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dc.contributor.authorPage, Phillip M
dc.date.accessioned2016-04-05T16:16:20Z
dc.date.available2016-04-05T16:16:20Z
dc.date.issued2006
dc.identifier.isbn9780542997983
dc.identifier.other304937141
dc.identifier.urihttp://hdl.handle.net/10477/49213
dc.description.abstractThe interaction of molecules covalently bonded to solid surfaces play important roles in many chemical processes and reactions (e.g., catalysis, chemical sensing, separations, and solid-phase synthesis). With the growing emphasis on the environment, researchers in academia and industry have been exploring environmentally responsible (Green) solvent systems. In this context, ionic liquids (ILs) and supercritical CO 2 (scCO 2 ) have emerged as attractive alternatives to conventional liquid organic solvents in many chemical processes and reactions that involve solid surface chemistries. However, despite significant efforts, it remains challenging for researchers to identify an "optimal" set of experimental conditions using ILs or scCO 2 to effectively carry out a particular surface cleaning task, extraction, separation, and/or surface-based reaction. Thus, it is not surprising to learn that researchers often use a trial and error approach for optimization. Unfortunately, such an Edisonian approach, even if successful in the short term, wastes time and it becomes problematic to transfer what is learned in one system to a new challenge that may involve different solutes, cosolvents, compositions, stationary phase chemistries, interfaces, and/or solute-host matrices, and it can become challenging to compensate accurately for any local effects associated with the stationary phase. This dissertation centers on developing a fundamental, molecular-level understanding of solute-liquid and solute-fluid interactions at surfaces. Toward this end, we investigate aminopropyl controlled pore glass (CPG) that is covalently labeled with a solvent-sensitive fluorescent reporter group (dansyl) as our model for studying solvent-surface interactions. The dansyl group serves simultaneously as the model solute and an environmentally sensitive fluorescent probe. We assess the local microenvironment surrounding the surface-bound dansyl residues by recording the probe's emission spectrum. These experiments provide information on the physical and physicochemical properties at the solid-liquid/fluid interface, including the nature of the attachment sites, the accessibility of the surface-bound species to solvent/fluid, and the local surface site dipolarity. We also determine how the local microenvironment that surrounds the surface-bound dansyl groups are modulated by the probe's surface loading, solvent dipolarity, surface residue end capping, and fluid composition. Solvation at the silica surface is investigated first with conventional liquid organic solvents and then extended to ILs, scCO 2 , and cosolvent-modified scCO 2 . The results from this research suggest that at high dansyl loadings, the majority of the dansyl groups are solvated by other dansyl moieties and solvent does not significantly alter the local microenvironment surrounding the average dansyl moiety (i.e., the cybotactic region) to any significant level. At intermediate dansyl loadings, the average distance between the dansyl groups increases, and solvent is able to access/solvate/wet the dansyl groups and alter their cybotactic region to a greater extent. At the lowest dansyl loadings studied, the results suggest that these dansyl moieties are localized within solvent inaccessible/restrictive SiO 2 sites (e.g., small pores). The results also demonstrate that ILs solvate/wet the silica surface differently in comparison to molecular liquids (MLs). The cation component of ILs is the significant factor in how ILs solvate/wet silica surfaces. Solvation/wetting of surface-bound species at a silica surface depends on the cation size. The results from these studies also demonstrate the dramatic role that fluid density and composition play in tuning the local microenvironment surrounding dansyl groups immobilized on the CPG surface. Specifically, when comparing how binary mixtures of CO 2 and 3 mole % cosolvent (methanol, 2-propanol, 2,2,2-trifluoroethanol) solvate/wet CPG-bound dansyl moieties, the results suggest that that the cosolvent's pKa and molecular size determine how well these binary mixtures solvate/wet CPG surfaces.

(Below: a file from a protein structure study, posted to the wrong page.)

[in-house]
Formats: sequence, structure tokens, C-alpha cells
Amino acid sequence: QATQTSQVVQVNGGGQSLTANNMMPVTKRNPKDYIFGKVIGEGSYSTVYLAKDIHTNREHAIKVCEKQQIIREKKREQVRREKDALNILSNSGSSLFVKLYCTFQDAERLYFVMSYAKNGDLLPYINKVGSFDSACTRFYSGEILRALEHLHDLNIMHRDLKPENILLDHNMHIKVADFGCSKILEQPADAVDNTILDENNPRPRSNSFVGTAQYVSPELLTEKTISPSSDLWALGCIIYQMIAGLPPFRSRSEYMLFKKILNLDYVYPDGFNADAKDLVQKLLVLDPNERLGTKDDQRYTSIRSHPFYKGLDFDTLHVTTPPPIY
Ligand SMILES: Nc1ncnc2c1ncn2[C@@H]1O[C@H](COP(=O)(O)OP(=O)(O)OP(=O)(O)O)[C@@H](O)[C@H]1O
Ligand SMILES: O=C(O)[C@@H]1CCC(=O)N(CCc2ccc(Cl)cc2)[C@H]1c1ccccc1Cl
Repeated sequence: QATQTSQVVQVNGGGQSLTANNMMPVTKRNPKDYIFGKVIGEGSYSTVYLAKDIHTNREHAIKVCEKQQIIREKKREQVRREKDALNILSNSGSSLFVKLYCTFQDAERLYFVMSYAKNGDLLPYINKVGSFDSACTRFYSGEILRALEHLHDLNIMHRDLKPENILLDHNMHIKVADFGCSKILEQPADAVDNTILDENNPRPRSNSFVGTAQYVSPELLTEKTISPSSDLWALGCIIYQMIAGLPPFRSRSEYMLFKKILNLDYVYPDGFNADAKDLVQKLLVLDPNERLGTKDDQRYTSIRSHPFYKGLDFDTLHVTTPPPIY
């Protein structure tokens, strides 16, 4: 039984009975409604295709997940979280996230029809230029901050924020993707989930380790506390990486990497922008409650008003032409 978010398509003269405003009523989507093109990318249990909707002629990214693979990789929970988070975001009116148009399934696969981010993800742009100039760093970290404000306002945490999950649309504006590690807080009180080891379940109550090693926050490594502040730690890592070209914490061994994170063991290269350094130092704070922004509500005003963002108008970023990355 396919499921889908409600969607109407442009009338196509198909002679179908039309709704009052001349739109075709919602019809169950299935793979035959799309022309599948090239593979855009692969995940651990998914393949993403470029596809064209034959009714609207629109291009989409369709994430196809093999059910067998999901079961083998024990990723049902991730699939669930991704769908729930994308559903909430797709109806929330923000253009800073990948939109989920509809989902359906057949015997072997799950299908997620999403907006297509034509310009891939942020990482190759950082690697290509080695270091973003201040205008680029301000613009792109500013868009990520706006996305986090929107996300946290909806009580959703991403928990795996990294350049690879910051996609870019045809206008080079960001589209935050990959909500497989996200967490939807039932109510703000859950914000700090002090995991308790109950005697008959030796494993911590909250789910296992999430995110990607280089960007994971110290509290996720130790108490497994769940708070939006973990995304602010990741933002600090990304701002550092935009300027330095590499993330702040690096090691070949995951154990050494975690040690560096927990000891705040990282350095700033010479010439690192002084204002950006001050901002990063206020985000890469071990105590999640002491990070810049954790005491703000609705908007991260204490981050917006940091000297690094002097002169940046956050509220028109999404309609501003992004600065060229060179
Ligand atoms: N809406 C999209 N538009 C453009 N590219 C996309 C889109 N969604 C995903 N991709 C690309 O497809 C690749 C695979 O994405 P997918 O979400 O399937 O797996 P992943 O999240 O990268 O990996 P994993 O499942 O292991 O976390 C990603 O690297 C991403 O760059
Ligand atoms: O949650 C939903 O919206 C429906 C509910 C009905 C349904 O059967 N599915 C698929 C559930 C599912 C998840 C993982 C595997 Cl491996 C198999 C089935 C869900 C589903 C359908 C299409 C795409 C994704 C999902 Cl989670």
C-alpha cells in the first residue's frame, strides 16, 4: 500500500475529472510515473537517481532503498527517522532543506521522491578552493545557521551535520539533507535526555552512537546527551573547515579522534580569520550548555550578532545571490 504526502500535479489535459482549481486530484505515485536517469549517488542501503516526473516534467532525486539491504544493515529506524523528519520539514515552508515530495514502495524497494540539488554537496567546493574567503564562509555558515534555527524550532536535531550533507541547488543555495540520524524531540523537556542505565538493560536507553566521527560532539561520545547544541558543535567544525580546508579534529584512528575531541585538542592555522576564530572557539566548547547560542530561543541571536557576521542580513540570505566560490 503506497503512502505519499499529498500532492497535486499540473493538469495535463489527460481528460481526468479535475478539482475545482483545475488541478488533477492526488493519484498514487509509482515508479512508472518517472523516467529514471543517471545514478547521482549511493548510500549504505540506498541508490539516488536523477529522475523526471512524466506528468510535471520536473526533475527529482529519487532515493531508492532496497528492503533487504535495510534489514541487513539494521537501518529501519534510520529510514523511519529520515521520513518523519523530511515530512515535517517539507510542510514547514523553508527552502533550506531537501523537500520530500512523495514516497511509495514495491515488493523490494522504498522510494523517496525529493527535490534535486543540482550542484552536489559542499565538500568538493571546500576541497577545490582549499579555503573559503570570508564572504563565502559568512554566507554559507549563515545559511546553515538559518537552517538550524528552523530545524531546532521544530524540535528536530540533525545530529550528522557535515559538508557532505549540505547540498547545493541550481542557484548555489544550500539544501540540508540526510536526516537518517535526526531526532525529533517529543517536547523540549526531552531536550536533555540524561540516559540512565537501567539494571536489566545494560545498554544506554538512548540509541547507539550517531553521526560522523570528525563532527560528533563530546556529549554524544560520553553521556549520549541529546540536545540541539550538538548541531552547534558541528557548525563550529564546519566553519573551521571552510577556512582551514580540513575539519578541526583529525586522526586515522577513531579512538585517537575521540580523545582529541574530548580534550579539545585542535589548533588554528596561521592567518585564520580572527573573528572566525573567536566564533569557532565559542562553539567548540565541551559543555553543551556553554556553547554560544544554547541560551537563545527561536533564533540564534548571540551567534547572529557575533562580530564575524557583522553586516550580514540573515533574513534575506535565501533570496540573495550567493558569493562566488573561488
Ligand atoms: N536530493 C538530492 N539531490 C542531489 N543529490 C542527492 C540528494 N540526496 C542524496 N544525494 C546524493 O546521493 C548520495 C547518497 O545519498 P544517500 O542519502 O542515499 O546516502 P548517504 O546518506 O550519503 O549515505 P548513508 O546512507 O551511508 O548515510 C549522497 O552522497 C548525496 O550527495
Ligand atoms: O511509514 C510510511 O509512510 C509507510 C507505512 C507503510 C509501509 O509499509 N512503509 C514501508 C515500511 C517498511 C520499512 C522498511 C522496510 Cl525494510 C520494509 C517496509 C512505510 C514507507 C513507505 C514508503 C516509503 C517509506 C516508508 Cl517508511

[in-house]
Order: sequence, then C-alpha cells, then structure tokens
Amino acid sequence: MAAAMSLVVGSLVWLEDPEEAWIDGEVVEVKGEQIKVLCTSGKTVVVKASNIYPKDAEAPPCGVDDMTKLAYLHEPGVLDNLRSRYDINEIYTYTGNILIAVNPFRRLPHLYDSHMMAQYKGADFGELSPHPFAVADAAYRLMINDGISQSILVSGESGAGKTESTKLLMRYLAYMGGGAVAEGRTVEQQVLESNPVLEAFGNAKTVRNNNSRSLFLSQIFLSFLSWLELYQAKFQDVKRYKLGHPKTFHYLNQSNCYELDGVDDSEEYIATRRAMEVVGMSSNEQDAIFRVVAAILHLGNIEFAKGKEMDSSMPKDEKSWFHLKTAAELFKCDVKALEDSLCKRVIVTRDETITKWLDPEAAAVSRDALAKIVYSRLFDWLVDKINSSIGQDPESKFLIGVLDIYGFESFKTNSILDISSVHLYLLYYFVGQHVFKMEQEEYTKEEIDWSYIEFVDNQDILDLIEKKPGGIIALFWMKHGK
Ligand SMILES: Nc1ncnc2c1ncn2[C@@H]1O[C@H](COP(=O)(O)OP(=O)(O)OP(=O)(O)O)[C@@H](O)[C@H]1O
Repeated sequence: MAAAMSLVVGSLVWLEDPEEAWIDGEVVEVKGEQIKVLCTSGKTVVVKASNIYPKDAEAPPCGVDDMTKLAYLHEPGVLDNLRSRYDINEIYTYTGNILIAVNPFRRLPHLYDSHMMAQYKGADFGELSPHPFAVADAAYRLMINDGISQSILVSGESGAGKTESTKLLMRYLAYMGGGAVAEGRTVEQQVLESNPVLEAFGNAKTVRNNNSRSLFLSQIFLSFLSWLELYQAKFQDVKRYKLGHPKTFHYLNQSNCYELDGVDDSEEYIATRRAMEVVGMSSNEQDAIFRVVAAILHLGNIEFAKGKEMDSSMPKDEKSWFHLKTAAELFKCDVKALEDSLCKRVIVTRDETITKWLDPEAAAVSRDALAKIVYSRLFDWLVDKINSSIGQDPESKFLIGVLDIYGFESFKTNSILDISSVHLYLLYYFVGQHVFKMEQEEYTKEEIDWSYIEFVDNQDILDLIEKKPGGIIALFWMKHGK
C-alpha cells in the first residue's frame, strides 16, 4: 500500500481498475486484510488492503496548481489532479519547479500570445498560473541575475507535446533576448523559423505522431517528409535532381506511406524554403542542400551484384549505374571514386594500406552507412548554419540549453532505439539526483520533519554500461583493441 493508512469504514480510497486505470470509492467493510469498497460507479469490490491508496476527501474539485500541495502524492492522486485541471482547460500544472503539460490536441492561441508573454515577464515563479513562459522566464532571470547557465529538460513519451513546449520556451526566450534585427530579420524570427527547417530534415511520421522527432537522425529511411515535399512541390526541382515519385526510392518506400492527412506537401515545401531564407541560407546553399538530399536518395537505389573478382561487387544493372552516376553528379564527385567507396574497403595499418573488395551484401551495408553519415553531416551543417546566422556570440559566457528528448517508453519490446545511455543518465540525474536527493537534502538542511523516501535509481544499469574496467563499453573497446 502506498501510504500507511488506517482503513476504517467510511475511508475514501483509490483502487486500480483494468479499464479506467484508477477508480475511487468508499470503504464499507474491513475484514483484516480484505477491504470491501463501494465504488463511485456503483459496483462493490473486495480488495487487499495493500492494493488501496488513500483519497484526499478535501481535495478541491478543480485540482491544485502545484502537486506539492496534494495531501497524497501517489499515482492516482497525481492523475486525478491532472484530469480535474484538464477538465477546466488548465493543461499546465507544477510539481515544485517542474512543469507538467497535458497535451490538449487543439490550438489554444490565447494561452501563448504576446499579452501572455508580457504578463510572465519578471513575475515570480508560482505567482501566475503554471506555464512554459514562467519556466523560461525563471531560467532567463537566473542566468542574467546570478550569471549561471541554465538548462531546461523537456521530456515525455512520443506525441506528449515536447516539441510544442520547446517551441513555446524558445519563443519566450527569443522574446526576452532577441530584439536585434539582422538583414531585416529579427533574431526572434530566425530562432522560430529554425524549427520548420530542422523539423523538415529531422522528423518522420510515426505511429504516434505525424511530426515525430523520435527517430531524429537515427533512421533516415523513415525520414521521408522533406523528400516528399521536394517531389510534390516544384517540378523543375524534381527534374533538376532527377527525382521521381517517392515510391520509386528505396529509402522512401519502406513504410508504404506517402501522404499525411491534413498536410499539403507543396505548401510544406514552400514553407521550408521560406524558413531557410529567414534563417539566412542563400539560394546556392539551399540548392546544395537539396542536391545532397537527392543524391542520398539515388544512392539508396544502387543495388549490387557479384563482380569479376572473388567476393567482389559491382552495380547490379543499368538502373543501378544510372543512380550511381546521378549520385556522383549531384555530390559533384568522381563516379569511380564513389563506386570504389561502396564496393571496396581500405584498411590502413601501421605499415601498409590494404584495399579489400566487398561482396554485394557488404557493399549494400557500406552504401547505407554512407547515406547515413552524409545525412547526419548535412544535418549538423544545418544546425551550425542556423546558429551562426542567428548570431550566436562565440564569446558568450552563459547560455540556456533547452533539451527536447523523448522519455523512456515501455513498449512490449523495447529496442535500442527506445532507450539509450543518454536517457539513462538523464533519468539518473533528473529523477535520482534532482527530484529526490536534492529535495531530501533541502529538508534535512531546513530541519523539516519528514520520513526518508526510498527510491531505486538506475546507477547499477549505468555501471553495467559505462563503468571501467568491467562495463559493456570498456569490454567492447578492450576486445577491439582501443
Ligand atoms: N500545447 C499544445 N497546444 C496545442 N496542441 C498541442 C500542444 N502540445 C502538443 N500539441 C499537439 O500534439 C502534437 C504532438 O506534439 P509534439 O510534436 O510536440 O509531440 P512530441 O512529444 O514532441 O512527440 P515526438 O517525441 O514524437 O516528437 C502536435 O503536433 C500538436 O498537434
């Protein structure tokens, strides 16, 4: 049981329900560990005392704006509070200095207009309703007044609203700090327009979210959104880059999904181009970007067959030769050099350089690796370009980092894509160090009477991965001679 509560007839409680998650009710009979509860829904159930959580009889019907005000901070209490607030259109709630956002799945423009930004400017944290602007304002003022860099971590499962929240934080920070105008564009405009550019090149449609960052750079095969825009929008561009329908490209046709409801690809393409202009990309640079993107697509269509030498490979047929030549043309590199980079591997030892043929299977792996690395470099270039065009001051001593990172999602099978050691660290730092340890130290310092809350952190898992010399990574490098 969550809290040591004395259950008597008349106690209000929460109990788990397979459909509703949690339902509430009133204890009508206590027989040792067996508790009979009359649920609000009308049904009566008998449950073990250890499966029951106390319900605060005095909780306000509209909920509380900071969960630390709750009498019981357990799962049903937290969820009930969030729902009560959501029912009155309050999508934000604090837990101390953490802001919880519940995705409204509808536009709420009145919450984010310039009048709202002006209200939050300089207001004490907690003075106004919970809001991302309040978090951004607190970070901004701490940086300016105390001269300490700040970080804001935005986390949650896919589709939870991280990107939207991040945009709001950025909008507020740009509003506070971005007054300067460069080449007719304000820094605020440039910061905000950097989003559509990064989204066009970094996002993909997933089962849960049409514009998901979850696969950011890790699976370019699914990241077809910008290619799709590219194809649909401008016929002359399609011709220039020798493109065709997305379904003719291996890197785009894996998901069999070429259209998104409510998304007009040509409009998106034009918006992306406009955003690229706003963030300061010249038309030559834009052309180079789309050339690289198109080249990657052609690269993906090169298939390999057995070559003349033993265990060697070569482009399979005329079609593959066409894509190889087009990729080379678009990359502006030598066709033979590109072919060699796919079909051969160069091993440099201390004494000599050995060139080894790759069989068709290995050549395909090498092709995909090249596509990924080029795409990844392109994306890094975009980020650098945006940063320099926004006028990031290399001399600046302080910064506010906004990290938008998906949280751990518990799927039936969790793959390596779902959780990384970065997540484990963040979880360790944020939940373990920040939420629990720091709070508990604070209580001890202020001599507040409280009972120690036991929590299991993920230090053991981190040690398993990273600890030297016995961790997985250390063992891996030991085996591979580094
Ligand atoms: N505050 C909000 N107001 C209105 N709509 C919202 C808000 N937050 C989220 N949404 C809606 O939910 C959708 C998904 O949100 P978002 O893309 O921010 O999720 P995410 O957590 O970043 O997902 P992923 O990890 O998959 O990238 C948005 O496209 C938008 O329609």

dc.languageEnglish
dc.sourceDissertations & Theses @ SUNY Buffalo,ProQuest Dissertations & Theses Global
dc.subjectPure sciences
dc.subjectDansylated
dc.subjectAminopropyl
dc.subjectControlled pore glass
dc.subjectMolecular-level
dc.subjectSurfaces
dc.titleDansylated aminopropyl controlled pore glass: A model for understanding molecular-level interactions at surfaces
dc.typeDissertation/Thesis


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